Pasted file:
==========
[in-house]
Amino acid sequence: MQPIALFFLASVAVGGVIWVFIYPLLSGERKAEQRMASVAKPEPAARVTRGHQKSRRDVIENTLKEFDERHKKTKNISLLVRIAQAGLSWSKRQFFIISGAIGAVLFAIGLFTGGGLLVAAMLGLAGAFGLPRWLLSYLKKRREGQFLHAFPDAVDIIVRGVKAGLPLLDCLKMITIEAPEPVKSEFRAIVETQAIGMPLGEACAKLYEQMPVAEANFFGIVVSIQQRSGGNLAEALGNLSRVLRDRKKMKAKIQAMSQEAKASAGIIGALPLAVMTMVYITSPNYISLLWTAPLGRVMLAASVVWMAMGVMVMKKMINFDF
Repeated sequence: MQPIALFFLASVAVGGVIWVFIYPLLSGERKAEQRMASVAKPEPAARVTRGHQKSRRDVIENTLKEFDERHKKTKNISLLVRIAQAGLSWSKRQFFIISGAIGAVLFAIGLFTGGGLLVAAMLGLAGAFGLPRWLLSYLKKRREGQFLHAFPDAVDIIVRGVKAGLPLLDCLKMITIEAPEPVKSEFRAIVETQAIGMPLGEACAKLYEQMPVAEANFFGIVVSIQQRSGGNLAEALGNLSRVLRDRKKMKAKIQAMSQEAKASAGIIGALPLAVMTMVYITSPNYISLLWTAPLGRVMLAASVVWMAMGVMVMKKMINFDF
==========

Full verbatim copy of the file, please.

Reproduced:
[in-house]
Amino acid sequence: MQPIALFFLASVAVGGVIWVFIYPLLSGERKAEQRMASVAKPEPAARVTRGHQKSRRDVIENTLKEFDERHKKTKNISLLVRIAQAGLSWSKRQFFIISGAIGAVLFAIGLFTGGGLLVAAMLGLAGAFGLPRWLLSYLKKRREGQFLHAFPDAVDIIVRGVKAGLPLLDCLKMITIEAPEPVKSEFRAIVETQAIGMPLGEACAKLYEQMPVAEANFFGIVVSIQQRSGGNLAEALGNLSRVLRDRKKMKAKIQAMSQEAKASAGIIGALPLAVMTMVYITSPNYISLLWTAPLGRVMLAASVVWMAMGVMVMKKMINFDF
Repeated sequence: MQPIALFFLASVAVGGVIWVFIYPLLSGERKAEQRMASVAKPEPAARVTRGHQKSRRDVIENTLKEFDERHKKTKNISLLVRIAQAGLSWSKRQFFIISGAIGAVLFAIGLFTGGGLLVAAMLGLAGAFGLPRWLLSYLKKRREGQFLHAFPDAVDIIVRGVKAGLPLLDCLKMITIEAPEPVKSEFRAIVETQAIGMPLGEACAKLYEQMPVAEANFFGIVVSIQQRSGGNLAEALGNLSRVLRDRKKMKAKIQAMSQEAKASAGIIGALPLAVMTMVYITSPNYISLLWTAPLGRVMLAASVVWMAMGVMVMKKMINFDF